There are issues. The veterans talk about attendees who come and party without contributing, calling them “Drainbows.” “Participation is key,” they all say. Across the camp, there is no alcohol. Drinkers are relegated to a corner of the parking lot far from the gathering. The lack of boozing is unique for such a big gathering but the drug use is widespread, with many attendees inviting each other to join in a nibble of mushrooms or toke of grass.
The Rainbows have knitted a unique social construct, with elements borrowed from all varieties of religions and creeds. They use Gandhi’s dream of a volunteer force of nonviolent peacekeepers as an overarching principle for group safety. If anyone in the gathering needs help, they yell “shanti sena!” and others will circle the scene to ensure no one is injured.
Shanti, “it means peace,” says Shanti, a 72-year-old retiree from Grand Junction who attended his first gathering in 1981 in Wisconsin and spent time in ashrams in India as a young man. He’s nibbling strawberries from a tin cup around the fire at the Montana Mud camp. A man with a long white beard is strumming the guitar and singing Neil Young tunes. A girl is sleeping in the dirt at the end of a smoking fire pit.
“This is not about one thing. It’s about everything,” says Shanti, who came by himself and camps alone, a little away from the bustle. “But for my wife, this is not her thing.”
Shanti doesn’t miss a gathering.
“We really are about love and peace up here. Write that down. It’s not just a cliché,” he says. “The prayer for peace is a powerful event. We pray for peace for ourselves, for our families and for our world. And it works. I think the vibe we create has stopped a lot of bad things in this world. If you let that moment touch you, then you will be speaking from that spirit of peace.”
Rainbows are keen to explore long conversations. (Except on the July 4 peak of each annual gathering, when the entire camp goes silent before the prayer for peace.) Across the encampment, groups large and small are huddled in discourse, often puffing marijuana the cops missed. They like to ramble and roam. Asking a Rainbow where they are from is not a simple question.
Many call their vehicles home. Few can name a single place as home. Many answer with “right here” when asked where they live.
“These folks are professional travelers. Modern-day nomads,” says Daniel, who was born in Tennessee but spends his winters in Mexico. He drove up from Texas and is heading to Alaska for the rest of the summer. (And he only shared his first name, which is common at the gathering.)
“The nomadic lifestyle is an art form, really,” he says, sipping coffee around the Montana Mud campfire.
Part of what Rainbows have done is “help legitimize the nomadic lifestyle,” says Tameron, a Massachusetts native who lives in southern Oregon and first attended gatherings with his parents decades ago. He’d like to see laws that allow the rights a person has at their home to apply to their vehicles, “especially now that we have built a society that supports connected lives from anywhere you open a computer.”
Savoye, who attended his first gathering in 1980 in West Virginia and has not missed one since, calls the structured chaos “an offshoot of outrageous diversity.”
“I can be talking to an MD and then turn around and talk with an attorney and a stock broker and then visit with a kid who’s been living on the road for five years and they all have really great insights and observations, you know,” Savoye says. “This is a gathering of the tribes. We are not a religion but we share a lot of common philosophies. When we come together, we reinforce those philosophies that cross cultural and economic boundaries.”
451 tickets, arrests
The hippie confab flummoxes law enforcement and local communities where the Rainbows gather. On Tuesday, hundreds of attendees began streaming out of the woods. About 200 Rainbows will remain on site through August, helping to restore campsites and footpaths impacted by the gathering.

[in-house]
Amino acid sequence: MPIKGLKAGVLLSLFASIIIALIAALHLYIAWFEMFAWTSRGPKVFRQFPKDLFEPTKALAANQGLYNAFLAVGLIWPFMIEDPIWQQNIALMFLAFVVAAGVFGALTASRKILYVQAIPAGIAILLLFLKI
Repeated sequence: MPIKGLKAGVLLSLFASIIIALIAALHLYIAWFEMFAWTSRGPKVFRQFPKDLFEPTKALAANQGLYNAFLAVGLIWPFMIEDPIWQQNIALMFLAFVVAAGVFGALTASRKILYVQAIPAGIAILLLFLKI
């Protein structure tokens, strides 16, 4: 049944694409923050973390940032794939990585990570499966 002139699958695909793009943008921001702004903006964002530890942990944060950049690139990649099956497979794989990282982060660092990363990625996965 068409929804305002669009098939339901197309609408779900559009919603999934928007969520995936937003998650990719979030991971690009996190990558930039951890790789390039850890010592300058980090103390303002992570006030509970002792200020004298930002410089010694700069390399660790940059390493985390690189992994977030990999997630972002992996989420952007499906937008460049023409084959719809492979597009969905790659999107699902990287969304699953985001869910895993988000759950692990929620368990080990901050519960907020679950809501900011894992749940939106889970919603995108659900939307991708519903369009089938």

On the winding dirt road leading to the event, armed Forest Service law enforcement officers and local sheriff’s deputies in tactical armor were pulling over hundreds of cars all week. They asked about drugs and circled vehicles with drug-sniffing dogs.
By the end of Sunday, the officers with the incident team that specifically follows Rainbow gatherings had written 451 incident reports, including tickets and arrests. (Last year the agency issued 600 citations.) The team had a federal magistrate set up in a temporary tent next to County Road 80, where hundreds of cited attendees were processed during two days of makeshift court.
“Not such a good welcome home, I guess,” said Jen, a teacher from New Mexico, who was pulled over for having a dreamcatcher, woven by one of her students, dangling from the rearview mirror of her car. “I got a $150 ticket for weed. I thought weed was legal. Oh well, it was the admission fee to the Rainbow I guess. My festival ticket price.”
Forest Service spokeswoman Hilary Markin said attendees are cited for vehicle issues like broken tail lights, damage to natural resources and narcotics, which includes marijuana possession, which is illegal on federal land.
“We are finding very large amounts of illegal drugs coming into the gathering,” Markin says, “including a large amount of fentanyl, LSD, heroin, methamphetamine, mushrooms, cocaine and marijuana.”
The Forest Service is following a resource protection plan for the event, which does not have the required permit required for gatherings of more than 75 people.
“Our law enforcement officers have that presence for the public health and safety of the attendees and the local communities,” Markin says. “And making sure to limit damage to natural resources.”
Savoye says the officers with long guns and body armor are not about safety or protecting public lands.
“They are specifically here to fine us and generate revenue,” says Savoye, who cannot remember a gathering he’s attended where he was not pulled over and searched near the entrance gate.
This year, Forest Service law enforcement agents were concerned by the oxygen tanks he was providing for the medical tent and his collection of radios for volunteers. They emptied his truck on the side of the road in the several-hour search. Savoye says the Forest Service’s officers treat him differently than the local cops and Forest Service rangers he works with daily as a volunteer fireman and rescuer around Nederland.
He calls it “propaganda-generated insanity.”
“If we could work together, imagine what we could accomplish here,” he says, strolling a trail where volunteers have collected down trees for burning in giant fire pits. “I mean look at the fire mitigation alone. The Forest Service pays contractors millions of dollars to do this.”
This story first appeared in The Outsider, the premium outdoor newsletter by Jason Blevins. >> Subscribe